Riverside Park Statue Eleanor Rroosevelt-

Eleanor Roosevelt Memorial, Riverside Park, NYC

Prayer Santa Fe Indian Museum

Prayer, by A. E. Houser: Santa Fe Indian Museum

When I began this blog, I thought it was going to be about wallowing in the wild, complex, ever-changing sunlight on the mountains and adobes of New Mexico.

Adobe Outbuilding Santa Fe Museum of Indian Arts & Culture

Sun on Simple Adobe, so very Georgia! (Indian Museum, Santa Fe)

The Universe had other ideas.  I need to enshroud myself with strength and courage.

fig. 78: Alfred Stieglitz

Iconic Georgia O’Keeffe by Alfred Stieglitz from Internet

The world as we know it is being altered exponentially, by political forces seemingly beyond our control.  I’ve ‘been there’ before,   as Hitler, Mussolini and the Japanese sought to rearrange the world.  I never understood how the Germans or the Italians could go along with those tyrants.

It never occurred to me that our own country could be usurped and taken in directions with which most of us do not agree.  Politically and climactically, we are poised to lose everything we hold dear.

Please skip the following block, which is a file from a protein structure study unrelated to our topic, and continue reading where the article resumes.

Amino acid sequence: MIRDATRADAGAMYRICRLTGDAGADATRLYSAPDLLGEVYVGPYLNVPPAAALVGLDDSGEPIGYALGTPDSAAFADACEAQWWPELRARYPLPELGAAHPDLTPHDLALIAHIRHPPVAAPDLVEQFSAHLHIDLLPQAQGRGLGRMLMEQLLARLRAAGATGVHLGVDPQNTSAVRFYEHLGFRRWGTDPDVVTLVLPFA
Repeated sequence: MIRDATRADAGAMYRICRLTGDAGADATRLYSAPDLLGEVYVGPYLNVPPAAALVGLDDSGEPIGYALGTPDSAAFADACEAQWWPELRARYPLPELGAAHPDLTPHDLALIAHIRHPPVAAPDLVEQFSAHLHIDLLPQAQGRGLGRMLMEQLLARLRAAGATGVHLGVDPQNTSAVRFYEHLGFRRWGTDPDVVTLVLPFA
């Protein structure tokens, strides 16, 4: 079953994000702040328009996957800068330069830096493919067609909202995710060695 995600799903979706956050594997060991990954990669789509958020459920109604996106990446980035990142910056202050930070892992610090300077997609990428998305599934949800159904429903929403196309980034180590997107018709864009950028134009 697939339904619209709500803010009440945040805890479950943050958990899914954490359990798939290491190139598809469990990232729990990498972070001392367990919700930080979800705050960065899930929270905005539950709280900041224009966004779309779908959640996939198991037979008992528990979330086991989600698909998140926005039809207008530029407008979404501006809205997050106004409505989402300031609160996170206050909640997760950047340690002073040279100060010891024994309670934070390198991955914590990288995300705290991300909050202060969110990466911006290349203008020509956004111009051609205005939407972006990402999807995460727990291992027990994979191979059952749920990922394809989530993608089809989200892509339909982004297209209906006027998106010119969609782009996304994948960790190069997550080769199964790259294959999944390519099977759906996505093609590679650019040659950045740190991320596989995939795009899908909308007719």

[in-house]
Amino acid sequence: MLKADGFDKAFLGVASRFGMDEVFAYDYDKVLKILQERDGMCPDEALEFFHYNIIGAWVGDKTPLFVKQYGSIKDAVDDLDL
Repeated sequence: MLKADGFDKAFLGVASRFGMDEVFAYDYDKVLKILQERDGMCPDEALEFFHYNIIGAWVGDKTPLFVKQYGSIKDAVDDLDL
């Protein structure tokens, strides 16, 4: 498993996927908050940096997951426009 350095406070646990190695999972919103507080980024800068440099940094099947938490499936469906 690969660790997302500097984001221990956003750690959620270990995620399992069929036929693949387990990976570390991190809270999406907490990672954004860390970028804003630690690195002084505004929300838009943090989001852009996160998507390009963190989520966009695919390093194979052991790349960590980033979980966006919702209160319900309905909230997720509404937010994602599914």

Abigail and Eleanor and Pearl and Georgia stood firm against currents of their time.  For women, for freedoms, for children of other lands, for art, for feminine dress itself, in Georgia’s time, and against prejudice..

It’s up to us to do likewise.

Abigail Adams Portrait from Internet

“John, remember the women,” Abigail Adams 1770’s –As Declaration of Independence and our Constitution, were being composed…

In the lexicon of Alfred Stieglitz, publicizing all art, especially Georgia’s, ” The spiritual was opposed to material and modern art was materialism’s antidote,” insists the catalogue from “Georgia O’Keeffe, Living Modern”, [Brooklyn Museum exhibition].  Brilliantly authored by Wanda M. Corn, it goes on to assert that “Stieglitz described his artists, not as ordinary beings, but as gifted modern seers.” He found their avant-garde work “healing and therapeutic for those living in an age dominated by commerce and business.”  

Realize that Stieglitz and O’Keefe’s first command of the art stage took place in the 1920’s!

As the values of our Founding Fathers and Mothers, our powerful authors, out iconic artists are increasingly trampeled, “BE INCONVENIENT!?

The Harsh Southwestern Landscape seems a breeding ground for strength:

Late Afternoon Santa Fe Indian Museum

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DELAWARE RIVERKEEPER: “Environmental Protection is Not a Partisan Issue”

 

 

Delaware, the River, and the Official Riverkeeper — Tale of Christmas and Courage